Contractors, regardless of size and no matter how “indispensable” they think they are to their Government customers, should be prepared for a possible up tick in suspension and debarment (S/D) activity in the next year. Congress has taken an increased interest in S/D, requiring in the FY 2009 DoD Authorization Act that the Interagency Committee on Debarment and Suspension submit an annual report to Congress on each agency’s “activities and accomplishments in the Government wide debarment system.” And the House Committee on Oversight and Government Reform recently took three agencies to task for the slow pace and low number of S/D actions (the Department of Homeland Security has had only ten debarment cases in four years).

In addition, an attorney from the Army Procurement Fraud Branch stated publicly at a recent ABA conference that no company is “too big to fail,” echoing the sentiment of the Commission on Wartime Contracting during a hearing a few weeks ago. The Commission rejected a suggestion by Special Inspector General for Iraq Reconstruction that the Government’s dependence on a small number of large prime contractors in Iraq and Afghanistan is a legitimate consideration that might counsel against debarment in some cases for practical reasons. As Commissioner Dov Zackheim put it:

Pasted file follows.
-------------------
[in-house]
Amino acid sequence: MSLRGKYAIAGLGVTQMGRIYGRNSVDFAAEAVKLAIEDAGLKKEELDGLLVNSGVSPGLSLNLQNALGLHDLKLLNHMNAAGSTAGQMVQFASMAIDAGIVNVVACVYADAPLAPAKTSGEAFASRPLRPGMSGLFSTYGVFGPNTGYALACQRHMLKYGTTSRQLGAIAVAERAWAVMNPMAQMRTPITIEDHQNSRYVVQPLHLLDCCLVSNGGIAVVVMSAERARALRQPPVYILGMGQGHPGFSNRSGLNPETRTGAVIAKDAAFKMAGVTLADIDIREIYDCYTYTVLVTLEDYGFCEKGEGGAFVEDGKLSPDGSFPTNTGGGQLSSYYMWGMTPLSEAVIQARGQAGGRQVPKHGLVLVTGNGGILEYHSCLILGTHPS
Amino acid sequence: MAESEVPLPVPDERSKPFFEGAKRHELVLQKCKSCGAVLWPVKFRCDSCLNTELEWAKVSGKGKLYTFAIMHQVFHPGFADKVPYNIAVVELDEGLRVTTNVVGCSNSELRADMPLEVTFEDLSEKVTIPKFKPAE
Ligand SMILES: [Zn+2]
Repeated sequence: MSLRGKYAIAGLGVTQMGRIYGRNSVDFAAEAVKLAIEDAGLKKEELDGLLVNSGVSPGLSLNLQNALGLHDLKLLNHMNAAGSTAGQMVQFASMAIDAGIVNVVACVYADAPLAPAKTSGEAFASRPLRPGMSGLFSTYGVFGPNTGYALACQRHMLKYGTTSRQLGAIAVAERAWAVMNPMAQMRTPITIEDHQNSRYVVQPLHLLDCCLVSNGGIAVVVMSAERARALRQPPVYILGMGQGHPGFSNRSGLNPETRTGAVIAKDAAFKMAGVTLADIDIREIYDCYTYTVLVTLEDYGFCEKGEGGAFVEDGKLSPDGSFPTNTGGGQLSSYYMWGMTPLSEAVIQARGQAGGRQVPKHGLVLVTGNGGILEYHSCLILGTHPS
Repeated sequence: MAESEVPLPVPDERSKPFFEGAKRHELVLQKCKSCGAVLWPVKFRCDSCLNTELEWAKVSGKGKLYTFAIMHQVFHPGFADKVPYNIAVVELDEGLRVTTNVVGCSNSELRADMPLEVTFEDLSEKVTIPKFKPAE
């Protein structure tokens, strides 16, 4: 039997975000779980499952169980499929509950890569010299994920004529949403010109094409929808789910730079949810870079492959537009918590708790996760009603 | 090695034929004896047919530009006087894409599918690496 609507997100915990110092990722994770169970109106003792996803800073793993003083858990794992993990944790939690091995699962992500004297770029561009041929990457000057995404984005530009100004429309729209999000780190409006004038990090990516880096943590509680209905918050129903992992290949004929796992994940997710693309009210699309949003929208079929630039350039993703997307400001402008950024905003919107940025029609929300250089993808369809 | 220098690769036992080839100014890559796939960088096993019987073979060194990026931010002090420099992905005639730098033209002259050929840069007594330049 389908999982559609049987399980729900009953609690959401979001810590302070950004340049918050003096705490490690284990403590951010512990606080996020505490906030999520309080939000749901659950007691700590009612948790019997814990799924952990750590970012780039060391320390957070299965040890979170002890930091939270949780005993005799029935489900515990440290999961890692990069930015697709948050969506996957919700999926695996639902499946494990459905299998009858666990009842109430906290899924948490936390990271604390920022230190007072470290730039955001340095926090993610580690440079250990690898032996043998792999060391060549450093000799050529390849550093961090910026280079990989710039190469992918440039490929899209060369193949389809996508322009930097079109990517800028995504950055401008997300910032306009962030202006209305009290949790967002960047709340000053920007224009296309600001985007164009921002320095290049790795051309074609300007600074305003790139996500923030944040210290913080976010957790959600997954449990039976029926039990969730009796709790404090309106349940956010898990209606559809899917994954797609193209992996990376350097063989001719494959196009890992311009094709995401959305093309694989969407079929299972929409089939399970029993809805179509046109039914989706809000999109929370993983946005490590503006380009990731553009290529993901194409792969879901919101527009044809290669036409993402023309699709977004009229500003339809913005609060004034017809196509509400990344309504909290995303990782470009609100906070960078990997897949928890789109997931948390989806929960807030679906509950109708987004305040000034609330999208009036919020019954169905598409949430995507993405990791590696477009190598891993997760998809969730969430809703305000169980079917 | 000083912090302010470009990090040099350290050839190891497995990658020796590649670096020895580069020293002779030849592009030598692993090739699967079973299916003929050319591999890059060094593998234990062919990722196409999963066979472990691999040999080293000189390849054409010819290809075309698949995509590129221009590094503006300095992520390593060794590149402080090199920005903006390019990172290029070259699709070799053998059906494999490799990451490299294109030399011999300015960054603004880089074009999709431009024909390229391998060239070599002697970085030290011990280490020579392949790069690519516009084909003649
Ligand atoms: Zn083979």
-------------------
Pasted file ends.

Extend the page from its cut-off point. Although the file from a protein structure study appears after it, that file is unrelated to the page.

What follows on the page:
“Well, let me just point out that too-big-to-fail practically wrecked this economy of ours, and I think if we worry about too big to fail, particularly as there are more than one contractor always bidding, we worry about too big to fail, we’re going to fail anyway.”

The Commissioners made it abundantly clear that they wanted to see more suspensions and debarments all around, including for “willful bad performance.” And they want to see primes suspended or debarred for the malfeasance of their subs.